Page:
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Massachusetts Energy and Environmental Affairs (EEA) Secretary Ian Bowles has released the first draft of the agency's comprehensive ocean management plan for public review and comment.

The draft plan for management of the state's ocean waters provides additional protections for critical environmental resources in nearly two-thirds of the planning area - coastal waters at least 0.3 nautical miles seaward of mean high water and excluding the most developed harbor and port areas, and then extending to the three-mile limit of state control - and identifies two areas adjacent to federal waters as suitable for commercial-scale wind energy development.

Once finalized, the ocean management plan will provide a comprehensive framework for managing, reviewing and permitting proposed uses of state waters. Up to now, development in state waters has been handled on an ad hoc basis. The plan provides a road map for both environmental protection and sustainable use of ocean resources going forward.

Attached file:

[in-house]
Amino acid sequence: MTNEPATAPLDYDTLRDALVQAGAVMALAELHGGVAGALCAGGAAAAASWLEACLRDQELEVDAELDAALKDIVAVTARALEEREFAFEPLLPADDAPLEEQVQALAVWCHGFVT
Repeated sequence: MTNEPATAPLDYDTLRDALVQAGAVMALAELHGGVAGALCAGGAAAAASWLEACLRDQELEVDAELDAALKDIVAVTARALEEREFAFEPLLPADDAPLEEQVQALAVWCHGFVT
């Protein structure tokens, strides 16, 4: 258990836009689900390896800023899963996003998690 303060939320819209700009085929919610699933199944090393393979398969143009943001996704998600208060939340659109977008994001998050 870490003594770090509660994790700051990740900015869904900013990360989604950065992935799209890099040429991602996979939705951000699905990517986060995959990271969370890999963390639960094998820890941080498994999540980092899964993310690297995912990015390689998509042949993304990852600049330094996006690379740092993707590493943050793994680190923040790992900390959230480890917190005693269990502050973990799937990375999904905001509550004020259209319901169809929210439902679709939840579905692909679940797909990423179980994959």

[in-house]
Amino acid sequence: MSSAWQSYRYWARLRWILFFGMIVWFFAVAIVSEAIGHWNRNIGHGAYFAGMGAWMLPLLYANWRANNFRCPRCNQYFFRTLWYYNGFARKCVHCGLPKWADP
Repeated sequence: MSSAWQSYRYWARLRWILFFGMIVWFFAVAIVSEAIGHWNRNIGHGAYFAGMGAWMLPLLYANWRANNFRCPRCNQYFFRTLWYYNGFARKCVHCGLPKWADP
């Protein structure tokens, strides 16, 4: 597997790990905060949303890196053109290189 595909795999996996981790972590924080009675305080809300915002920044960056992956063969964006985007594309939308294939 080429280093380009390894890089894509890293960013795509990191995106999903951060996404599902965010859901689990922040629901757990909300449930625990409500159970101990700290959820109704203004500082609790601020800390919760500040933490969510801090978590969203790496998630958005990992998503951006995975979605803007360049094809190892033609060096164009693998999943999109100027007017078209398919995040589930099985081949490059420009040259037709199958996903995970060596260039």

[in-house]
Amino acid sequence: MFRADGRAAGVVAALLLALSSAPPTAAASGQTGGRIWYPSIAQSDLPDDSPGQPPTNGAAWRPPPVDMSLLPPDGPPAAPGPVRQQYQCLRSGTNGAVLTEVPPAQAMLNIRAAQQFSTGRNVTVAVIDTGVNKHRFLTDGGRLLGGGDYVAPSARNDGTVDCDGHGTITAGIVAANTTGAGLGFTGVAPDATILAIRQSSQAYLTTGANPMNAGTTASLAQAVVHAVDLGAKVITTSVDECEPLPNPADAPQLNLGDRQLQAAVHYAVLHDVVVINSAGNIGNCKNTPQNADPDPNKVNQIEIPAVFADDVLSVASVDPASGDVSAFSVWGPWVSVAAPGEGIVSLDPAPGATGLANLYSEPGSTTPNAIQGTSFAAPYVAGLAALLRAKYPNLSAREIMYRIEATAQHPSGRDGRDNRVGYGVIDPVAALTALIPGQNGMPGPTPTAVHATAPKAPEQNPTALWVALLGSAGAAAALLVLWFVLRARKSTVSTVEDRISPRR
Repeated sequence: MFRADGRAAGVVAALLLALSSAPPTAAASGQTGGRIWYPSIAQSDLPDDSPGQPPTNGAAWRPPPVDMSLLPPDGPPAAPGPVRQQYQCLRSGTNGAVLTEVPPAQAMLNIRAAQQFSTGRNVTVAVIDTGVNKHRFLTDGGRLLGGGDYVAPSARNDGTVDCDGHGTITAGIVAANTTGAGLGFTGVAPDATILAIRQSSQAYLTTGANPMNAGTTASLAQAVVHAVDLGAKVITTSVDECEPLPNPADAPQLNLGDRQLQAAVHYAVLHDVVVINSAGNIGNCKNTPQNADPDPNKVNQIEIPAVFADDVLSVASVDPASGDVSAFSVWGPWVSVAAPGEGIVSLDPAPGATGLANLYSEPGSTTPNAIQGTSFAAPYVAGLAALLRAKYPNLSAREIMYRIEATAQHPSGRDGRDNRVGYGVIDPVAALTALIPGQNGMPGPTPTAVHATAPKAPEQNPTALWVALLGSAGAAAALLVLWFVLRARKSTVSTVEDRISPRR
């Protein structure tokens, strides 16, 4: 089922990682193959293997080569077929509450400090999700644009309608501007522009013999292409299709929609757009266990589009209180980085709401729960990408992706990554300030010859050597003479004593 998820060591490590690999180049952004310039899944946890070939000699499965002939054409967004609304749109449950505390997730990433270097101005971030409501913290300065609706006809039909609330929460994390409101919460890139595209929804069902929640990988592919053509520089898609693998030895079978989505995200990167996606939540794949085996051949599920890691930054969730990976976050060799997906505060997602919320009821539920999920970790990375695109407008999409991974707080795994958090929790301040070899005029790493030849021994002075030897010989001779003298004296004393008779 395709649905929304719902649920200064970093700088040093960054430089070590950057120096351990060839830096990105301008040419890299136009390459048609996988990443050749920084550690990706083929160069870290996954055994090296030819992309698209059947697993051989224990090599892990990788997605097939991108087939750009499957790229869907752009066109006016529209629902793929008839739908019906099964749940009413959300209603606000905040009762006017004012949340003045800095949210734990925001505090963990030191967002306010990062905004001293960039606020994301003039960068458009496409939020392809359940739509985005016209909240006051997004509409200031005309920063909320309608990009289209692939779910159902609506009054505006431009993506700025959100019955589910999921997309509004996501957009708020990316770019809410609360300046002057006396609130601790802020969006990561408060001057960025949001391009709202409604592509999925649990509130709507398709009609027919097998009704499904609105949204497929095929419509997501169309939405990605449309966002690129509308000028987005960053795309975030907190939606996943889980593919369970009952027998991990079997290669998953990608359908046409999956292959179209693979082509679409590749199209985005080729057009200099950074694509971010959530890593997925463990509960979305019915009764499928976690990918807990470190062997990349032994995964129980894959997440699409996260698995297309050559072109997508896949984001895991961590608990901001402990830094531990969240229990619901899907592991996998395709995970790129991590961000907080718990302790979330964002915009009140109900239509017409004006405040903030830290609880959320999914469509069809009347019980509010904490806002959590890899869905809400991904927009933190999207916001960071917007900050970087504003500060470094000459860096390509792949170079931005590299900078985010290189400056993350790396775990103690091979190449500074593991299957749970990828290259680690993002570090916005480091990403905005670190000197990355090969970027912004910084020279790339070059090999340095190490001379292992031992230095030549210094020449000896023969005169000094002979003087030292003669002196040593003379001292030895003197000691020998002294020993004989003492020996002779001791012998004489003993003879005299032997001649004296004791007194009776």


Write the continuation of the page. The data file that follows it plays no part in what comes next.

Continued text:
The draft ocean plan establishes three management categories and applies them to Massachusetts ocean waters: prohibited areas, multi-use areas and renewable energy areas.

The renewable energy areas are locations specifically designated for commercial wind energy facilities. The draft plan recognizes the commonwealth's statutory mandates to develop renewable energy, but designates locations for such development with regard for potential environmental impacts and use conflicts.

The draft ocean plan identifies two proposed designated wind energy areas in the vicinity of the southern end of the Elizabeth Islands and southwest of Nomans Land. Adjacent to these areas, EEA has identified potentially suitable locations in federal waters for commercial-scale wind energy development.

Comprising 2% of the planning area, these locations are theoretically capable of supporting 166 wind turbines with a capability of 3.6 MW each - roughly 600 MW total.

The draft plan is now subject to public review and comment. Five public hearings will be held on the plan, tentatively scheduled for the first two weeks of September, with one in each of five regions: North Shore, Boston Harbor, South Shore, Cape Cod and Islands, and South Coast.

For more information, visit mass.gov.

SOURCE: Massachusetts Executive Office of Energy and Environmental Affairs


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